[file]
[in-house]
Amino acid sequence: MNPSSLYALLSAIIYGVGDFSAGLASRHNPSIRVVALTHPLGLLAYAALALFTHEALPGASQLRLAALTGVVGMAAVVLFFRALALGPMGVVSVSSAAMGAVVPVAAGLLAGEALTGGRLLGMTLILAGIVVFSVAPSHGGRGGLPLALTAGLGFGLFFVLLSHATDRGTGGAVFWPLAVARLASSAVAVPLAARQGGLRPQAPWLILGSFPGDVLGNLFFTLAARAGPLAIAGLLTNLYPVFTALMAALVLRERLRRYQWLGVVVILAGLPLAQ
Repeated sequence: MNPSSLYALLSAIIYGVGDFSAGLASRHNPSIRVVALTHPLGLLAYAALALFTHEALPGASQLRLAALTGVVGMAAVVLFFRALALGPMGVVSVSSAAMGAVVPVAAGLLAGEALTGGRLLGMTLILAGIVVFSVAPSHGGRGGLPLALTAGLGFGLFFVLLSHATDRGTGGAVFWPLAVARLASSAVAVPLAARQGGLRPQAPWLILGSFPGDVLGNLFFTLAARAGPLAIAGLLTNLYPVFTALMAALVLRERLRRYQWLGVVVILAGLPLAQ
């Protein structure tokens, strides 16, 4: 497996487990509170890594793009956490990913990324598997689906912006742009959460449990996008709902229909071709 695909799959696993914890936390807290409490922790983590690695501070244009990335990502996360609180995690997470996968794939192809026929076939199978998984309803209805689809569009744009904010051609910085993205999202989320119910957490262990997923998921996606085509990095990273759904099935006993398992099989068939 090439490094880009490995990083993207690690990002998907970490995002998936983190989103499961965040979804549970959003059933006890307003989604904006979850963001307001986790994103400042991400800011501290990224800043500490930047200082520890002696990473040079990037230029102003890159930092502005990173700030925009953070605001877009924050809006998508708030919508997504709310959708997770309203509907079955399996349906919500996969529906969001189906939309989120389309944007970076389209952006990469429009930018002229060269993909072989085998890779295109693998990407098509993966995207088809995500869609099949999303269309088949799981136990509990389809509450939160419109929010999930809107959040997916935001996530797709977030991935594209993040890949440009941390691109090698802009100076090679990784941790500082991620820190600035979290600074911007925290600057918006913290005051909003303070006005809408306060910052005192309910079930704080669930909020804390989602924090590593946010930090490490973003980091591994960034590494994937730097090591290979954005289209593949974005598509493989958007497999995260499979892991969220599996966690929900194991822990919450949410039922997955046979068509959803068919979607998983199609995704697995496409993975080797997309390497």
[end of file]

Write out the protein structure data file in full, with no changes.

[in-house]
Amino acid sequence: MNPSSLYALLSAIIYGVGDFSAGLASRHNPSIRVVALTHPLGLLAYAALALFTHEALPGASQLRLAALTGVVGMAAVVLFFRALALGPMGVVSVSSAAMGAVVPVAAGLLAGEALTGGRLLGMTLILAGIVVFSVAPSHGGRGGLPLALTAGLGFGLFFVLLSHATDRGTGGAVFWPLAVARLASSAVAVPLAARQGGLRPQAPWLILGSFPGDVLGNLFFTLAARAGPLAIAGLLTNLYPVFTALMAALVLRERLRRYQWLGVVVILAGLPLAQ
Repeated sequence: MNPSSLYALLSAIIYGVGDFSAGLASRHNPSIRVVALTHPLGLLAYAALALFTHEALPGASQLRLAALTGVVGMAAVVLFFRALALGPMGVVSVSSAAMGAVVPVAAGLLAGEALTGGRLLGMTLILAGIVVFSVAPSHGGRGGLPLALTAGLGFGLFFVLLSHATDRGTGGAVFWPLAVARLASSAVAVPLAARQGGLRPQAPWLILGSFPGDVLGNLFFTLAARAGPLAIAGLLTNLYPVFTALMAALVLRERLRRYQWLGVVVILAGLPLAQ
């Protein structure tokens, strides 16, 4: 497996487990509170890594793009956490990913990324598997689906912006742009959460449990996008709902229909071709 695909799959696993914890936390807290409490922790983590690695501070244009990335990502996360609180995690997470996968794939192809026929076939199978998984309803209805689809569009744009904010051609910085993205999202989320119910957490262990997923998921996606085509990095990273759904099935006993398992099989068939 090439490094880009490995990083993207690690990002998907970490995002998936983190989103499961965040979804549970959003059933006890307003989604904006979850963001307001986790994103400042991400800011501290990224800043500490930047200082520890002696990473040079990037230029102003890159930092502005990173700030925009953070605001877009924050809006998508708030919508997504709310959708997770309203509907079955399996349906919500996969529906969001189906939309989120389309944007970076389209952006990469429009930018002229060269993909072989085998890779295109693998990407098509993966995207088809995500869609099949999303269309088949799981136990509990389809509450939160419109929010999930809107959040997916935001996530797709977030991935594209993040890949440009941390691109090698802009100076090679990784941790500082991620820190600035979290600074911007925290600057918006913290005051909003303070006005809408306060910052005192309910079930704080669930909020804390989602924090590593946010930090490490973003980091591994960034590494994937730097090591290979954005289209593949974005598509493989958007497999995260499979892991969220599996966690929900194991822990919450949410039922997955046979068509959803068919979607998983199609995704697995496409993975080797997309390497």